EU EINECS No.           265-086-6
        CAS Registry No.        64741-84-0

    solvent naphtha (petroleum) hydrotreated, light naphthenic
        EU EINECS No.           295-529-9
        CAS Registry No.        92062-15-2
        Proprietary name        (Exxon Mobil Nappar 6)

    solvent naphtha (petroleum), light aromatic
        EU EINECS No.           265-199-0
        CAS Registry No.        64742-95-6
        Proprietary name        (Shellsol A100)

    solvent naphtha (petroleum), heavy aromatic
        EU EINECS No.           265-198-5
        CAS Registry No.        64742-94-5
        Proprietary name        (Shellsol A150)

The main point to be taken from the above list is that 'naphtha'
might be used to describe solvents that contain zero, some, or all
aromatic hydrocarbon compounds.  It is important, therefore, to
distinguish between aromatic-free, aromatic-containing and
wholly-aromatic naphthas. The aromatic naphthas will have
appreciably higher solvent power, but also tend to present greater
health risk.

Even a term as apparently specific as VM&P Naphtha can actually
cover products which are quite varied in type.  In the United
States, VM&P naphthas are described in  ASTM 3735-02 'Standard
Specification for VM&P Naphthas' which covers four types of
moderately volatile hydrocarbon solvents, mainly aliphatic in
composition and normally petroleum distillates.  "VM&P Naphtha",
then, is generally understood to describe hydrocarbon solvents
similar to Mineral Spirits, but which are somewhat more volatile,
having boiling points mostly in the range 120-145 deg.C.

The four types of VM&P Naphtha described in ASTM 3735-02  are:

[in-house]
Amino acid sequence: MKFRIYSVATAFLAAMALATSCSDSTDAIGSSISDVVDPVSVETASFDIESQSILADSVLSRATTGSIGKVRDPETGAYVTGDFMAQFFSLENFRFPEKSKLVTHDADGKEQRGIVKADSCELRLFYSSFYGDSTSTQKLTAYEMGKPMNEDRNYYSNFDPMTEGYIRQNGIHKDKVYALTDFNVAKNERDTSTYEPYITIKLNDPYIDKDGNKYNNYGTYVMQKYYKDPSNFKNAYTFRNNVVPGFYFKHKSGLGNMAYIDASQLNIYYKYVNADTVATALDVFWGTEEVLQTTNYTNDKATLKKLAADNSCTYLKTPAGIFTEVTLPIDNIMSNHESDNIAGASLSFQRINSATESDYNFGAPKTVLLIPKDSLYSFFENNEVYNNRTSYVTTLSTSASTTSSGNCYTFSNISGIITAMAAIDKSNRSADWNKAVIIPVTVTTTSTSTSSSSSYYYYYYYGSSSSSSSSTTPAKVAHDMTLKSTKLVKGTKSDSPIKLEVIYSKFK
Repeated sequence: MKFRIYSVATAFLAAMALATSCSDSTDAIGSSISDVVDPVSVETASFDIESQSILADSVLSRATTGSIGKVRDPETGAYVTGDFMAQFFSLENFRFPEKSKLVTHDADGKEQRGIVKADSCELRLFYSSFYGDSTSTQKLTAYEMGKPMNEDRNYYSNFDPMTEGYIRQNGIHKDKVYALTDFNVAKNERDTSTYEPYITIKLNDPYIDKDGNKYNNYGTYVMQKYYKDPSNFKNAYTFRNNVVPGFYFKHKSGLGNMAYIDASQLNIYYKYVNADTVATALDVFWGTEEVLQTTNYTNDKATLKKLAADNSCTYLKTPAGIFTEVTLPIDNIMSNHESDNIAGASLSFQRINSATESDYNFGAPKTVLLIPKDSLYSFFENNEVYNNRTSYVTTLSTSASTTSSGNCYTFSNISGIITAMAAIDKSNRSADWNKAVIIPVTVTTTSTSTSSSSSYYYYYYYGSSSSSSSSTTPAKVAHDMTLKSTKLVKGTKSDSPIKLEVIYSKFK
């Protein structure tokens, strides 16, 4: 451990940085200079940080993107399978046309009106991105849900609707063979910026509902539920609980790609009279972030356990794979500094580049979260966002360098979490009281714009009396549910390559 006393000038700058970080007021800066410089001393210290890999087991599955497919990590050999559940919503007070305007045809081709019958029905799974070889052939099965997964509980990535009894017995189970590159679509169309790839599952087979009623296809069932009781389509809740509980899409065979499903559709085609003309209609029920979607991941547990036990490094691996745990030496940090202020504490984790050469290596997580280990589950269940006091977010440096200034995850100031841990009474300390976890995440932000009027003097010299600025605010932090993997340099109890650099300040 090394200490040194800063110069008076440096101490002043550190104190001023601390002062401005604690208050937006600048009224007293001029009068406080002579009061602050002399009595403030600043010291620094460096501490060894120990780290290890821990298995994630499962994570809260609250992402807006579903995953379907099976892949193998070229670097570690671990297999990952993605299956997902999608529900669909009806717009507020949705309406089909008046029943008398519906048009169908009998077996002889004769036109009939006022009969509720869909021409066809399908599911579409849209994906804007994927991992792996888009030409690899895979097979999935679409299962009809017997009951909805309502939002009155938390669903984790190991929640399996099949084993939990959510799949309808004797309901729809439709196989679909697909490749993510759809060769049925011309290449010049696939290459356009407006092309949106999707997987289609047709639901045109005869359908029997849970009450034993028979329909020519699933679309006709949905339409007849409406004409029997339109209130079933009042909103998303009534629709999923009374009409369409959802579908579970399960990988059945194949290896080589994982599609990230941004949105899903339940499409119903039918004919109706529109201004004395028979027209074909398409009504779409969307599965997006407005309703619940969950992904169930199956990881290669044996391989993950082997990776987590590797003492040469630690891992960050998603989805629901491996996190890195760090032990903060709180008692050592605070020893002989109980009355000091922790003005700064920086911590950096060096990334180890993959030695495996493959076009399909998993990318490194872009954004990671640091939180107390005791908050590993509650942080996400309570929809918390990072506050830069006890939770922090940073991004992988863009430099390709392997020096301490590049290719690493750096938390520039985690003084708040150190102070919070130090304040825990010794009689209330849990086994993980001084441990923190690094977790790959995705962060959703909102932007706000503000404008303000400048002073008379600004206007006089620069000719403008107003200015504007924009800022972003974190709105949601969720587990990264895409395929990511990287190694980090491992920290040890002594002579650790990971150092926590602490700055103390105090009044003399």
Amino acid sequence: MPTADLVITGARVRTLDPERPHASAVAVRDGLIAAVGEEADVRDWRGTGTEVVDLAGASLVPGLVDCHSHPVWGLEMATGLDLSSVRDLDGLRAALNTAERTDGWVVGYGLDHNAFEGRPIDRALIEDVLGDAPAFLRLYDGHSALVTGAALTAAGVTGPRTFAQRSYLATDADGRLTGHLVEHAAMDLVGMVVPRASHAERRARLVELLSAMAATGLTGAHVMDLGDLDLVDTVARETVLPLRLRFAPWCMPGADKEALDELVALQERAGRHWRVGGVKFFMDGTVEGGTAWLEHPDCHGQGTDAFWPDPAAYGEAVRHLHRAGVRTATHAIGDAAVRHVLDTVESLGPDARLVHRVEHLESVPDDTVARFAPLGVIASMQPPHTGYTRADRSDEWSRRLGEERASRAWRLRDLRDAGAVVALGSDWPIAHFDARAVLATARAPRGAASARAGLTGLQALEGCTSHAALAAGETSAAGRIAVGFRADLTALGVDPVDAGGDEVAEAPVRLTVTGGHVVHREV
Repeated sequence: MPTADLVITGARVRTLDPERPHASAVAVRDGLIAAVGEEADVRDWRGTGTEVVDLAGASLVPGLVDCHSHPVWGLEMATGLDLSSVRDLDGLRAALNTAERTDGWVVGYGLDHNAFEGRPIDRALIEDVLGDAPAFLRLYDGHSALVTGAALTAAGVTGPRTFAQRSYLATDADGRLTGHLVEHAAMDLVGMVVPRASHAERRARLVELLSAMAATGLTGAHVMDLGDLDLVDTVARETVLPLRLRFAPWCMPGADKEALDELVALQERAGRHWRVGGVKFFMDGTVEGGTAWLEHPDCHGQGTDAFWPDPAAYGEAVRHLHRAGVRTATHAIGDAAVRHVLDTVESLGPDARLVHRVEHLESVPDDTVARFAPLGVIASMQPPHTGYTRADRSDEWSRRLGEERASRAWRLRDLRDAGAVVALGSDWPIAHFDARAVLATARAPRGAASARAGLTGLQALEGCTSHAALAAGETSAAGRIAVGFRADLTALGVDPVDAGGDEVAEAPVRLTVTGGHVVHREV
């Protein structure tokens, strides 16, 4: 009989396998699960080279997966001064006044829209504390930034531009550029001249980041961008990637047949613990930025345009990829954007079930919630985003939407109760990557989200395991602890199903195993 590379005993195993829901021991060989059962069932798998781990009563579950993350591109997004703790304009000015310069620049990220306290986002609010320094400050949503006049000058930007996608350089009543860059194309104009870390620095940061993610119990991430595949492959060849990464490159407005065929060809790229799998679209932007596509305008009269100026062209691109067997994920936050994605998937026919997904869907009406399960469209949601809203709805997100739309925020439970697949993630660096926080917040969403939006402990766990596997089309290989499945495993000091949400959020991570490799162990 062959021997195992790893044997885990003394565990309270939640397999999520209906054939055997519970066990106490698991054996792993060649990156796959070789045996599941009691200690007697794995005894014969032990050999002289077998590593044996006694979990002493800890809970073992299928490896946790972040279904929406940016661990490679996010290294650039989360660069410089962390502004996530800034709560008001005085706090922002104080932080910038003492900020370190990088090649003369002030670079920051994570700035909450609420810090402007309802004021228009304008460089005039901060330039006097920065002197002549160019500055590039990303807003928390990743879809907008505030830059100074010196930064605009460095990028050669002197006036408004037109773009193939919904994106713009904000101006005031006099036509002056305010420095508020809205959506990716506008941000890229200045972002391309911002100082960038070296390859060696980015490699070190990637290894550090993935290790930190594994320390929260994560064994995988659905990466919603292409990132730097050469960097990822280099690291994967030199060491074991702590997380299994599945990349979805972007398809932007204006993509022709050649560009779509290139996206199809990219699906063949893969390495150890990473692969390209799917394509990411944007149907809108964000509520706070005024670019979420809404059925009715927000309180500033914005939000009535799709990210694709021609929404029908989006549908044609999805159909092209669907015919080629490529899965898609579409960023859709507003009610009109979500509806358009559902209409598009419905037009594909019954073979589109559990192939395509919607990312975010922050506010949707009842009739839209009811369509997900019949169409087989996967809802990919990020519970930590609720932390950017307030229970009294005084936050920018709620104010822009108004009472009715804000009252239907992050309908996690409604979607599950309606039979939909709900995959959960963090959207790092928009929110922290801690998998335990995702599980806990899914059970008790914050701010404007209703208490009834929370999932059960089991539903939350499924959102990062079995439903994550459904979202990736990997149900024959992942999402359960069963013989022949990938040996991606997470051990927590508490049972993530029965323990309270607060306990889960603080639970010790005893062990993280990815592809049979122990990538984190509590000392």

Type I      -   Regular.
    Type II     -   High flash.
    Type III    -   Odorless.
    Type IV     -   Low aromatics

Applied to solvents, it would appear that the terms 'naphtha' and
'benzine' are essentially synonymous in North American usage.  For
example, a leading US laboratory chemicals supplier (Fisher
Scientific) offers a product 'Benzine (Petroleum Naphtha) which is
identified by the CAS Registry No. 64742-89-8 which defines the
product as Solvent naphtha (petroleum), light aliphatic.   This
product is effectively a low aromatics VM&P naphtha.

Because of the problems associated with nomenclature of, especially,
generic hydrocarbon solvents, my advice would be to look for your
solvents in terms of properties, as much as by name.  The key
properties of interest will probably be:

     boiling or distillation range
     evaporation rate
     aromatic content
     kauri-butanol no. or aniline point (indicators of solvent
        power/polarity)
     occupational exposure limits
     health hazard classification and risks.

I have compiled a list of the main manufacturers and suppliers of
hydrocarbon solvents worldwide and I may be able to point you in the
direction of a supplier of solvent to suit your needs. Feel free to
contact me directly, Maya.

Alan Phenix
Scientist, Museum Research Lab.
Getty Conservation Institute


                                  ***
                  Conservation DistList Instance 20:35
                 Distributed: Monday, January 15, 2007
                       Message Id: cdl-20-35-001
                                  ***
Received on Monday, 8 January, 2007